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What did Good Schools Guide heads study at university?

A very important part of any Good Schools Guide review is the profile of the head. We generally find that most heads are happy to answer all our questions - even the more personal ones. We also hear on the grapevine that this part of our reviews is often used (presumably as background) by candidates applying for headships at other schools. It’s a privilege for our writers to spend time with such interesting and busy people and we love finding out what led them to work in education. A surprising number of heads claim to have ‘fallen’ into teaching - how careless of them!

Some of our writers have observed that music seems to be a popular first degree subject for heads; others thought history was the top choice. This got us thinking - so we decided to look through 800 or so Good Schools Guide head biogs and see what trends emerged.

Top of the head undergraduate subject charts are in fact science, technology and engineering degrees (16.7 per cent) but only if you group physics, chemistry, biology etc together. As far as separate subjects go, it’s English (16.45 per cent), closely followed by history (15.67 per cent). Other subjects are as follows in order of popularity:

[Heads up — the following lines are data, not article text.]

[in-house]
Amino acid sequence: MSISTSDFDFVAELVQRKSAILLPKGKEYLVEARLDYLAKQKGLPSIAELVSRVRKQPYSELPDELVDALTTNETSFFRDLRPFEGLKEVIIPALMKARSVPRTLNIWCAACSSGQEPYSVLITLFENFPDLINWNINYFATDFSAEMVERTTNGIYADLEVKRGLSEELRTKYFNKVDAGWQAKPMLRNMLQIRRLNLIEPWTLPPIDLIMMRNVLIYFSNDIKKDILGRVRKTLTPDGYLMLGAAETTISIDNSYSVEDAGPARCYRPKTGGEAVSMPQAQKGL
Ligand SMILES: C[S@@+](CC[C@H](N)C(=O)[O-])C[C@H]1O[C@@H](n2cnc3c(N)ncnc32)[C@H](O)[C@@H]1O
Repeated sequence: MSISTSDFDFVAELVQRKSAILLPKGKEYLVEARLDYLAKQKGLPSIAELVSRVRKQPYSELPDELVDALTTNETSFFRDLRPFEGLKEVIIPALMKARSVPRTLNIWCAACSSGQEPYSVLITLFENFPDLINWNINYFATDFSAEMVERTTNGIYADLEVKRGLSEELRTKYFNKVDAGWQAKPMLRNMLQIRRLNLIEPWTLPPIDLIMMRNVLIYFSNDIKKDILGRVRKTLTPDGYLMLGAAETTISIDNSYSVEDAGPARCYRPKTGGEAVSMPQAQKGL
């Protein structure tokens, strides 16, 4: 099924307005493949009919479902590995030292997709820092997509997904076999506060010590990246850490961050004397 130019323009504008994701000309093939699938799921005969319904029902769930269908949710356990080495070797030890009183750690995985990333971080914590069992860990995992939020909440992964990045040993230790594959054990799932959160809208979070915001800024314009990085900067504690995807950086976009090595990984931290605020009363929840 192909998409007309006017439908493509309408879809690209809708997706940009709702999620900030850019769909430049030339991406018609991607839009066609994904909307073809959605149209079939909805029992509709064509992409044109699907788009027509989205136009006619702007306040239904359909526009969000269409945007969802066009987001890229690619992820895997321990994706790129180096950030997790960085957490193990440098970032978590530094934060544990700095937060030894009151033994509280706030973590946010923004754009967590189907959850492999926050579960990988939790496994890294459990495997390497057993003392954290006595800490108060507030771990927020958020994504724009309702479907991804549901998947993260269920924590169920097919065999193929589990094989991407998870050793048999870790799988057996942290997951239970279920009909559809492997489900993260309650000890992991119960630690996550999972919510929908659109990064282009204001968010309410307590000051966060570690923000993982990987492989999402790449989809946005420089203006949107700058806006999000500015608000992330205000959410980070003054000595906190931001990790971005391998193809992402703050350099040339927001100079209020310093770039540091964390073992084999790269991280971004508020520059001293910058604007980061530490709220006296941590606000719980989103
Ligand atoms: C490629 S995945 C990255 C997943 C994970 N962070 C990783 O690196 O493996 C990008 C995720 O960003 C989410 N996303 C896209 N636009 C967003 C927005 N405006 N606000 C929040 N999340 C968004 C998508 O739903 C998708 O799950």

Maths: 7.57 per cent
Languages: 7.18 per cent
Geography: 7.05 per cent
Music: 6.53 per cent
Education: 5.35 per cent
Classics: 4.96 per cent
Theology: 3.26 per cent
PE: 2.74 per cent
Economics: 1.70 per cent
PPE: 1.31 per cent
Drama: 1.31 per cent
Law: 1.04 per cent
History of art 0.78 per cent
Archaeology: 0.39 per cent

So, it looks like a win for the liberal humanists. It’s hardly surprising that a head with a degree in music is more likely to be in tune with, say, a choir school, but should we worry that so many English graduates and historians are leading our top schools? Lord Sugar might take a view on this but we couldn’t possibly comment.

Written by Janita Clamp - Senior Editor The Good Schools Guide

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